- Medium Wave Infrared Heaters: Medium wave infrared heaters produce medium-intensity, medium-wavelength infrared radiation and are commonly used for heating and drying applications in the plastics and rubber industries.
- Far Infrared Heaters: Far infrared heaters produce low-intensity, long-wavelength infrared radiation that is well-suited for heating people and objects in a room. Far infrared heaters are often used in residential and commercial settings.
- Portable Infrared Heaters: Portable infrared heaters are compact and easy to move, making them ideal for use in a variety of settings. These heaters are often equipped with a handle and wheels, making them easy to transport from room to room.
Infrared Heating vs Convective Heating
Infrared heating and convective heating are two different heating mechanisms that are used to warm up a space.
Infrared heating involves the use of infrared radiation to heat up objects and surfaces in the room, including people and furniture. This type of heating is often considered to be more energy-efficient and eco-friendly compared to convective heating as it doesn’t require the movement of air.
Convective heating, on the other hand, works by heating up the air in the room using a heating element such as a radiator or a furnace. The warm air then rises and circulates, distributing heat throughout the space. Convective heating is a more traditional heating method and is still commonly used in many homes and buildings.
The infrared heating provides uniform heating in whole heating space and temperatures are almost even at different places. So if you need uniform and energy efficient heating, you should opt for infrared heating over convective heating.
Benefits of Infrared Heating
Infrared heating offers a number of benefits over other types of heating systems. Here are some of the key benefits:
- Energy Efficiency: Infrared heating is much more efficient than other types of heating systems, as the heat is directly absorbed by objects rather than heating the air. This means that less energy is wasted, making infrared heating a more environmentally friendly option.
- Cost-Effective: Infrared heating is more cost-effective than other types of heating systems in the long-run. While the initial cost of purchasing an infrared heater may be higher, the cost savings on your energy bills over time will more than make up for it.
- Improved Air Quality: Infrared heating doesn’t produce any harmful emissions or pollute the air in your home. This makes it a great option for people with allergies or respiratory issues.
- Flexibility: Infrared heaters are available in a range of styles and sizes, making them a versatile option for heating your home. They can be used in a variety of settings, from large commercial spaces to small bedrooms.
How long does it take infrared heater to heat a room?
The time it takes for an infrared heater to heat a room depends on several factors, including the size of the room, the power output of the heater, and the starting temperature of the room. Here is a rough estimate based on some typical assumptions:
- Room size: A medium-sized room of about 150 square feet (14 square meters)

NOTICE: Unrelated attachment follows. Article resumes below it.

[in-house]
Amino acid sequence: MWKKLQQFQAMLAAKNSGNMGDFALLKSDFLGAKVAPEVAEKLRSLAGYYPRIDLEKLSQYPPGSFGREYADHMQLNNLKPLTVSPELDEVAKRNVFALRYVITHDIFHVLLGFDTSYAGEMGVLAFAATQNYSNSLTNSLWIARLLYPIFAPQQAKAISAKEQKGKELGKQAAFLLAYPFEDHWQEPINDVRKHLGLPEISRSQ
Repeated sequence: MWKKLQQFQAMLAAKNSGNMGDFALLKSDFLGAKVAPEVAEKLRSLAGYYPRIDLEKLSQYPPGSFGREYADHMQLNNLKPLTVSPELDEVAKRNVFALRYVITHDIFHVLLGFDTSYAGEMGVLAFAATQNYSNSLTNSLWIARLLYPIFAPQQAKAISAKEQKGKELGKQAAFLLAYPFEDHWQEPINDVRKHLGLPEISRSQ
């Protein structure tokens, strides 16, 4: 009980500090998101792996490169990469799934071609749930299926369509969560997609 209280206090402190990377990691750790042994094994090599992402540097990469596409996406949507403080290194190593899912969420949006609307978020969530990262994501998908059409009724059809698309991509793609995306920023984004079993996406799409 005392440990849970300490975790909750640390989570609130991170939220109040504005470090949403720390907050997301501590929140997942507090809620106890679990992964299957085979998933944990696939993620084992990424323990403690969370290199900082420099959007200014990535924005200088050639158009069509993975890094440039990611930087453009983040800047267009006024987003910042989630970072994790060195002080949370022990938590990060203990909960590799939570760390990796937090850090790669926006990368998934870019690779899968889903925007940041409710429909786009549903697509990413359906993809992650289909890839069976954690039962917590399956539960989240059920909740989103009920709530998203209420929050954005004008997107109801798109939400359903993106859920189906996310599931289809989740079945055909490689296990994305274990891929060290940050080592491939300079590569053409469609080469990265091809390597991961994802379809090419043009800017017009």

- Power output of the heater: 1500 watts
- Starting temperature: 60°F (15°C)
- Desired temperature: 72°F (22°C)
To calculate the time it would take a 1500-watt infrared heater to raise the temperature of a medium-sized room of 150 square feet from 60°F (15°C) to 72°F (22°C), we need to use the following formula:
Time = (Desired temperature - Starting temperature) / (Heater output in BTUs / Room size in square feet)
First, we need to convert the power output of the heater from watts to BTUs. One BTU is equal to about 0.29307107 watts, so a 1500-watt heater is capable of generating approximately 1500 / 0.29307107 = 5119 BTUs per hour.
Next, we can plug in the values for the room size, the heater output, and the desired and starting temperatures:
Time = (72°F - 60°F) / (5119 BTUs / 150 square feet) Time = 12°F / (5119 BTUs / 150 square feet) Time = 12 / (5119 / 150) Time = 12 / 34.13
The result of this calculation is approximately 0.35 hours, or 21 minutes.
It’s important to note that this is a rough estimate and the actual time it takes to heat the room will depend on several factors, including the insulation of the room, the presence of windows or doors, and the air flow in the room. This estimate assumes that the heater is functioning at its full capacity and that the room has an average level of insulation and air flow. The actual time it takes to heat the room may be faster or slower, depending on the specific circumstances.
How much does it cost to run a 1500 watt infrared heater for 24 hours?
The cost of running a 1500 watt infrared heater for 24 hours can be calculated as follows:
- Calculate the total energy consumption: 1500 watts * 24 hours = 36,000 watt-hours (Wh)
- Convert to kilowatt-hours (kWh): 36,000 Wh ÷ 1000 = 36 kWh
- Determine the cost per kilowatt-hour from your electricity bill. This will vary depending on your location and energy provider. Let’s assume an average cost of $0.13 per kWh.
- Calculate the total cost: 36 kWh * $0.13/kWh = $4.68
So, the cost of running a 1500 watt infrared heater for 24 hours would be approximately $4.68 based on the assumption that electricity costs $0.13 per kWh.
Applications of Infrared Heating
Infrared heating has a number of applications, both in the residential and commercial sectors. Here are some of the most common applications: